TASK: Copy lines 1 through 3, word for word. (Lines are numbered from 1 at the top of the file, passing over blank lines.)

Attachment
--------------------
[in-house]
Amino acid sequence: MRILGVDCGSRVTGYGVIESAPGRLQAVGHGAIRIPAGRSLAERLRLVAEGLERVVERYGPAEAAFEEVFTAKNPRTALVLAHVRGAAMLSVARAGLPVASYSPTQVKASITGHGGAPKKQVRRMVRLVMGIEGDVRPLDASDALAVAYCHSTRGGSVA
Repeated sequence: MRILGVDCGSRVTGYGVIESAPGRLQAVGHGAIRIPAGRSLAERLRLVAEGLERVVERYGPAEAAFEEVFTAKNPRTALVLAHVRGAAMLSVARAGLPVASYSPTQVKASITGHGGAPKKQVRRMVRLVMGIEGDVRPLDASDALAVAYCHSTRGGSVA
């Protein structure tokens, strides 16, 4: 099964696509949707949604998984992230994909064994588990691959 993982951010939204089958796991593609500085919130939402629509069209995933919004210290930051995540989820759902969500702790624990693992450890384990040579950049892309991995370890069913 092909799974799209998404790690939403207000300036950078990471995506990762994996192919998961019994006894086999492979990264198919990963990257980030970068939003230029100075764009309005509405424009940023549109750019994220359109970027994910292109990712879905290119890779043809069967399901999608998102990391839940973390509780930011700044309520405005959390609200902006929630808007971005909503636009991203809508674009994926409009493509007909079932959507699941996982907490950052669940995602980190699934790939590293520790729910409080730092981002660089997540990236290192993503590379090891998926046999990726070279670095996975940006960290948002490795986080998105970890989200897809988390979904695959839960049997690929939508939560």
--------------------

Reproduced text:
[in-house]
Amino acid sequence: MRILGVDCGSRVTGYGVIESAPGRLQAVGHGAIRIPAGRSLAERLRLVAEGLERVVERYGPAEAAFEEVFTAKNPRTALVLAHVRGAAMLSVARAGLPVASYSPTQVKASITGHGGAPKKQVRRMVRLVMGIEGDVRPLDASDALAVAYCHSTRGGSVA
Repeated sequence: MRILGVDCGSRVTGYGVIESAPGRLQAVGHGAIRIPAGRSLAERLRLVAEGLERVVERYGPAEAAFEEVFTAKNPRTALVLAHVRGAAMLSVARAGLPVASYSPTQVKASITGHGGAPKKQVRRMVRLVMGIEGDVRPLDASDALAVAYCHSTRGGSVA